Hi everyone! I’m so excited to be bringing you another Missouri author review just in time for Mother’s Day! If you’re like me and your mom and grandmother spent hours upon hours reading to you as a child this might be the perfect way to express your love and gratitude this Mother’s Day.
When I pick up a novel on my lunch break or at the end of a long day I want to escape. I want a break from my to-do list, from the swirling world around me and I want to relax. Charlotte Hubbard’s A Mother’s Gift accomplishes this with ease.
A Mother’s Gift introduces us to Leah Otto on the eve of her wedding to Jude Shetler, a widower with three children including twin teenage daughters. Though Leah and Jude love each other deeply the first few months of their marriage get off to a rocky start. Jude’s family is still grieving the loss of their mother, his daughters are on rumspringa diving head first into the “English” world, and little Stevie still hasn’t decided to trust Leah. But when God brings baby Betsy into their lives out of the blue everything begins to change. Could this be the opening, the second chance, the Shetler family has been praying for?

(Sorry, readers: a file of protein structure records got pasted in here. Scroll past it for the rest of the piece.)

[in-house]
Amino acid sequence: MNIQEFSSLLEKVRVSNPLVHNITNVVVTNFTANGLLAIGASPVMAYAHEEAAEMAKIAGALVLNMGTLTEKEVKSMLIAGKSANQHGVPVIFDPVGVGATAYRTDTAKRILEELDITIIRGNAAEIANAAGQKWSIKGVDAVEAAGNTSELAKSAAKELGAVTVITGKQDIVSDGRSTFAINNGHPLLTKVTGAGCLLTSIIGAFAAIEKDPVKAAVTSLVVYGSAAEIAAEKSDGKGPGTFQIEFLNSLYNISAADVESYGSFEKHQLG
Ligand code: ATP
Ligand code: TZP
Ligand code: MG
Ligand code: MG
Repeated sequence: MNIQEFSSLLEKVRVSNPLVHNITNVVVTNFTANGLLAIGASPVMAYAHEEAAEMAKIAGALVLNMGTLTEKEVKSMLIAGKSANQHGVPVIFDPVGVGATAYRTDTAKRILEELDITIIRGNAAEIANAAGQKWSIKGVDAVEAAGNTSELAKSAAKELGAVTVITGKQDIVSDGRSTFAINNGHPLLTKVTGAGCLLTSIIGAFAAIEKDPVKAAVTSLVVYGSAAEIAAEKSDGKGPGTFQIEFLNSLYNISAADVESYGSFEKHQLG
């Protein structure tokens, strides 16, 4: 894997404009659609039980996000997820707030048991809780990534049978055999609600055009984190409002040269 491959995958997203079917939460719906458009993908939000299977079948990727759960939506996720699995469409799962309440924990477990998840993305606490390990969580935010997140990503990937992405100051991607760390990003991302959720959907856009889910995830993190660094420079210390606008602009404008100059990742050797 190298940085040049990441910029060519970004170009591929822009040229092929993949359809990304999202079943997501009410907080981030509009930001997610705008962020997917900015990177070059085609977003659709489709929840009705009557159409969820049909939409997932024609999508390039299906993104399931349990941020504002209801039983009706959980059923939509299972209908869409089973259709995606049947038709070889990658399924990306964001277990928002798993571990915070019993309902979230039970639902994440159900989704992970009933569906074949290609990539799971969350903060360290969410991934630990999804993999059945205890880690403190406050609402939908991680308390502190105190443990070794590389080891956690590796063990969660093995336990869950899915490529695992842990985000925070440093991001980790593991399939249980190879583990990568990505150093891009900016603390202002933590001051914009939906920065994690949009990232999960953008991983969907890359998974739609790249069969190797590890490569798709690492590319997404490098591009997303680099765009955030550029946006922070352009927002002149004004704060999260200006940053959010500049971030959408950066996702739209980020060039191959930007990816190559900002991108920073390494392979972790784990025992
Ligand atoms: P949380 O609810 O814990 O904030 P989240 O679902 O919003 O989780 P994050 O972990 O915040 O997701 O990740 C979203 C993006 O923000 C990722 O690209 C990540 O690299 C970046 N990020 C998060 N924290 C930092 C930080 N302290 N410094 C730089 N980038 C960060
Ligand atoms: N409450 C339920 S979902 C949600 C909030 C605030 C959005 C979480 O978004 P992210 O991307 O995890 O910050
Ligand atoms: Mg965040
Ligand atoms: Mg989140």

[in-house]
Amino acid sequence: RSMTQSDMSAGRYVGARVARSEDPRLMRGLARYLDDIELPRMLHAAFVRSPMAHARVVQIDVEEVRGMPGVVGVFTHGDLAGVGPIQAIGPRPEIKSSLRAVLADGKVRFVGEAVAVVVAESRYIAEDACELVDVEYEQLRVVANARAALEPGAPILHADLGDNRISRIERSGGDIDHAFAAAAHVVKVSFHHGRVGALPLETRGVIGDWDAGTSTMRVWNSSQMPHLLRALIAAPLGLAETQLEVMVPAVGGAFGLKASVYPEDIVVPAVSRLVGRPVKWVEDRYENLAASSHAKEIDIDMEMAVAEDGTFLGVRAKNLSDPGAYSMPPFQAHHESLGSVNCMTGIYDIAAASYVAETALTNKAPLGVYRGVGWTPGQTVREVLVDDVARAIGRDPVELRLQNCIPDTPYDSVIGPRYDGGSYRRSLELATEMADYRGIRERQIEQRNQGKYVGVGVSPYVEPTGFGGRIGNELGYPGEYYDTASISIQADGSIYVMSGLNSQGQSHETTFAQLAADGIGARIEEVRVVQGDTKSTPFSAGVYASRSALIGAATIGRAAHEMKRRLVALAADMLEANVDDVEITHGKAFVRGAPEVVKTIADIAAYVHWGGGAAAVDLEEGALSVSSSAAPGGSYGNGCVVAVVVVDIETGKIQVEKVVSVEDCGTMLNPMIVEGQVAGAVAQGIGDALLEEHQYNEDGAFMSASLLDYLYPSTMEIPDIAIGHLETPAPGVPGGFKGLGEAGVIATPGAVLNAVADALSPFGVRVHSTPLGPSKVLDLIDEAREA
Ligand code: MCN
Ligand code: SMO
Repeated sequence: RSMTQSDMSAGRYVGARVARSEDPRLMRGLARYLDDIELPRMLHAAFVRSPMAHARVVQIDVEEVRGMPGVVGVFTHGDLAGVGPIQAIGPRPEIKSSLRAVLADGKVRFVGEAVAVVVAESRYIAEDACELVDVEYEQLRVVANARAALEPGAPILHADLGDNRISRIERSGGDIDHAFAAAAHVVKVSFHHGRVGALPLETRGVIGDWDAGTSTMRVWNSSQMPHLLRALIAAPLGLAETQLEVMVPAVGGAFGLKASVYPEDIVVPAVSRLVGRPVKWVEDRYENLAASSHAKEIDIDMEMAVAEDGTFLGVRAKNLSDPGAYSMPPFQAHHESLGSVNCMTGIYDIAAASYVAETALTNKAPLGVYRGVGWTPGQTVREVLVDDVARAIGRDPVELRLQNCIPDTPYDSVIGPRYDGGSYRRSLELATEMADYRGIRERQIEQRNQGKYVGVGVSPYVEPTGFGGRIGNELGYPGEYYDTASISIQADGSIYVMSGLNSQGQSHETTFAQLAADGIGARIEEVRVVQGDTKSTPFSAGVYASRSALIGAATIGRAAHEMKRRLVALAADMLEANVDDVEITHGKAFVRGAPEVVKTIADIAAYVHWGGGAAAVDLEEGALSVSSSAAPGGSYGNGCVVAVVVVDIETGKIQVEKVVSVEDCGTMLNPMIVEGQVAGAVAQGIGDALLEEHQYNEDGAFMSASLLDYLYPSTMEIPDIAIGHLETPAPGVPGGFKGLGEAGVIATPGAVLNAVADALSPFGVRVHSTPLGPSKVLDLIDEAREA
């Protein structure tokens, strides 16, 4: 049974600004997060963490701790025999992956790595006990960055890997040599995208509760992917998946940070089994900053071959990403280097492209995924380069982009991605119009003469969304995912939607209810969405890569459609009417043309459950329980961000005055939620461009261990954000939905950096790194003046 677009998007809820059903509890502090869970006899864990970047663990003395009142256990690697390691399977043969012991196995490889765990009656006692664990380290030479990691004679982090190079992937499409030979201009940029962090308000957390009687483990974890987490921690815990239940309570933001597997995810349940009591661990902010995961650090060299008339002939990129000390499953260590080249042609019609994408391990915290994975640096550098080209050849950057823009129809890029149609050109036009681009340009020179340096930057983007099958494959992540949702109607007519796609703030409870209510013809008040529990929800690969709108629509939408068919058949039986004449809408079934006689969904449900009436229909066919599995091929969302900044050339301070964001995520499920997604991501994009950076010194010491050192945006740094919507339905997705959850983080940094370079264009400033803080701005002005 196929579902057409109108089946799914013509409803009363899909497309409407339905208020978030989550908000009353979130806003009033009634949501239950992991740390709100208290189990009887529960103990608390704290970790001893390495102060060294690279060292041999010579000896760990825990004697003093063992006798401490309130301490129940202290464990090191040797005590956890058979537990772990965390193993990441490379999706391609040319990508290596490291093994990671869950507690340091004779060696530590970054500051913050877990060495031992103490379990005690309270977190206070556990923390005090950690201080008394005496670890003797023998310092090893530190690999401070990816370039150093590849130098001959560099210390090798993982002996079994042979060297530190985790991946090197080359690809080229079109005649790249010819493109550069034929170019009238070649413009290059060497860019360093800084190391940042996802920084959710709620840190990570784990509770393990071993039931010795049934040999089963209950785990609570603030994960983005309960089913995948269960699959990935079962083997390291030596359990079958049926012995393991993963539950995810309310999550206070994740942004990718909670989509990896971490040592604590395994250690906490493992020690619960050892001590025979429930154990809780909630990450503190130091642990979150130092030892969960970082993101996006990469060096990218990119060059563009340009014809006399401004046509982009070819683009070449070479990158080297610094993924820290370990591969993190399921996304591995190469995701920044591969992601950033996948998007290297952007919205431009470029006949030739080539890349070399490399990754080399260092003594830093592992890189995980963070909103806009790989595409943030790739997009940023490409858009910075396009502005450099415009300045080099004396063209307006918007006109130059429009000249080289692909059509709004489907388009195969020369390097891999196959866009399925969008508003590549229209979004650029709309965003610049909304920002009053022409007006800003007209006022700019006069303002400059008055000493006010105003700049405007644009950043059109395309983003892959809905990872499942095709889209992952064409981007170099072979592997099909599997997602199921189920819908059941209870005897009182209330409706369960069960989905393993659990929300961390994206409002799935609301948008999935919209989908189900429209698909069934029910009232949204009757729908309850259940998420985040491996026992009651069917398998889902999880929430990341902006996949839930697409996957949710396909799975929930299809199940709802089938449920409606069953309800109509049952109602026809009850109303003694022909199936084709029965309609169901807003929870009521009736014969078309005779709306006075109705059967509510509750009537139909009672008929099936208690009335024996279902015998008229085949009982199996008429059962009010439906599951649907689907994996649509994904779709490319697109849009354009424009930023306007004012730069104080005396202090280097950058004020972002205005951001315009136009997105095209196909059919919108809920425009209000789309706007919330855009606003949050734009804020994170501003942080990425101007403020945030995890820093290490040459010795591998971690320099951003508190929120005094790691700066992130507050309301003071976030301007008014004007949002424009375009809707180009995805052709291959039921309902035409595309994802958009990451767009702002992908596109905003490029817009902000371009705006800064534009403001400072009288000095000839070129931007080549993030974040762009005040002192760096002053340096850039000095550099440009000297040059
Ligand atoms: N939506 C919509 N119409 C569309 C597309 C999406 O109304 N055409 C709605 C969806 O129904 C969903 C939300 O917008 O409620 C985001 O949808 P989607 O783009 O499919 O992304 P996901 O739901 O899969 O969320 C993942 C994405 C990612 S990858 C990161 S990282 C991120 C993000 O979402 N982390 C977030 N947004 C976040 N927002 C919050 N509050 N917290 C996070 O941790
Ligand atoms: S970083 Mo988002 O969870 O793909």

At its heart, A Mother’s Gift is the story of a woman finding her purpose and a family growing together, choosing each other every day. Something that really stood out to me as I read the book was how incredibly relatable I found it. I’d never read any Amish fiction before and I was a little worried it’d be too provincial for me to see myself in. Boy was I wrong. The lens of Missouri’s Amish communities stripped away all the many distractions of modern life and allowed the important things to shine through. Family, given or chosen, communication, trust; concepts which seem so simple but become harder and harder to attain. Seeing life’s problems manifest themselves in the Shetler’s simple, Plain, lives helped me to find simplicity and peace I’d been lacking in my own.